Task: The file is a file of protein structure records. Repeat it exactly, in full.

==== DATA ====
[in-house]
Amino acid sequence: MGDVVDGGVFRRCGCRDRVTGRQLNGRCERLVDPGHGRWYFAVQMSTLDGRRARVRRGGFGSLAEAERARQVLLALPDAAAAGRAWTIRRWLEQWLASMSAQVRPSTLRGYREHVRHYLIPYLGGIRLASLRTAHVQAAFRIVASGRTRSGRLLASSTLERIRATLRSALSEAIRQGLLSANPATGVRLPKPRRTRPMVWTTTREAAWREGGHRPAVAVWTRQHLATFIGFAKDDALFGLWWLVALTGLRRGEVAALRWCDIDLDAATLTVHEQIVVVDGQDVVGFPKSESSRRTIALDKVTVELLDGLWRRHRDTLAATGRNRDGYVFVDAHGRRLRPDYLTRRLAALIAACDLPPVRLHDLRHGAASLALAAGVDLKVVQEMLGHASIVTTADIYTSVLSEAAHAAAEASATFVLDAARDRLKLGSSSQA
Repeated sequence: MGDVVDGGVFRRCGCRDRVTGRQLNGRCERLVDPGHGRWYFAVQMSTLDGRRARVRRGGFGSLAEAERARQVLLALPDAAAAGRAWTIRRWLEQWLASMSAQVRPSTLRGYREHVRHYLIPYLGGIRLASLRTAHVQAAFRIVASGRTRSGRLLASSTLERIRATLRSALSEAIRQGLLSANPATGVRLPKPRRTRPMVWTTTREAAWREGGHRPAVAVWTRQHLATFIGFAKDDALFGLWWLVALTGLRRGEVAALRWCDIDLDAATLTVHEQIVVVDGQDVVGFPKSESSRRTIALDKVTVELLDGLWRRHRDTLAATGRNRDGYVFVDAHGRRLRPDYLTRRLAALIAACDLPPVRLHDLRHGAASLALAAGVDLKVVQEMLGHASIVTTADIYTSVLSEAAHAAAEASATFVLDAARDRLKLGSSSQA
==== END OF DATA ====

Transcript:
[in-house]
Amino acid sequence: MGDVVDGGVFRRCGCRDRVTGRQLNGRCERLVDPGHGRWYFAVQMSTLDGRRARVRRGGFGSLAEAERARQVLLALPDAAAAGRAWTIRRWLEQWLASMSAQVRPSTLRGYREHVRHYLIPYLGGIRLASLRTAHVQAAFRIVASGRTRSGRLLASSTLERIRATLRSALSEAIRQGLLSANPATGVRLPKPRRTRPMVWTTTREAAWREGGHRPAVAVWTRQHLATFIGFAKDDALFGLWWLVALTGLRRGEVAALRWCDIDLDAATLTVHEQIVVVDGQDVVGFPKSESSRRTIALDKVTVELLDGLWRRHRDTLAATGRNRDGYVFVDAHGRRLRPDYLTRRLAALIAACDLPPVRLHDLRHGAASLALAAGVDLKVVQEMLGHASIVTTADIYTSVLSEAAHAAAEASATFVLDAARDRLKLGSSSQA
Repeated sequence: MGDVVDGGVFRRCGCRDRVTGRQLNGRCERLVDPGHGRWYFAVQMSTLDGRRARVRRGGFGSLAEAERARQVLLALPDAAAAGRAWTIRRWLEQWLASMSAQVRPSTLRGYREHVRHYLIPYLGGIRLASLRTAHVQAAFRIVASGRTRSGRLLASSTLERIRATLRSALSEAIRQGLLSANPATGVRLPKPRRTRPMVWTTTREAAWREGGHRPAVAVWTRQHLATFIGFAKDDALFGLWWLVALTGLRRGEVAALRWCDIDLDAATLTVHEQIVVVDGQDVVGFPKSESSRRTIALDKVTVELLDGLWRRHRDTLAATGRNRDGYVFVDAHGRRLRPDYLTRRLAALIAACDLPPVRLHDLRHGAASLALAAGVDLKVVQEMLGHASIVTTADIYTSVLSEAAHAAAEASATFVLDAARDRLKLGSSSQA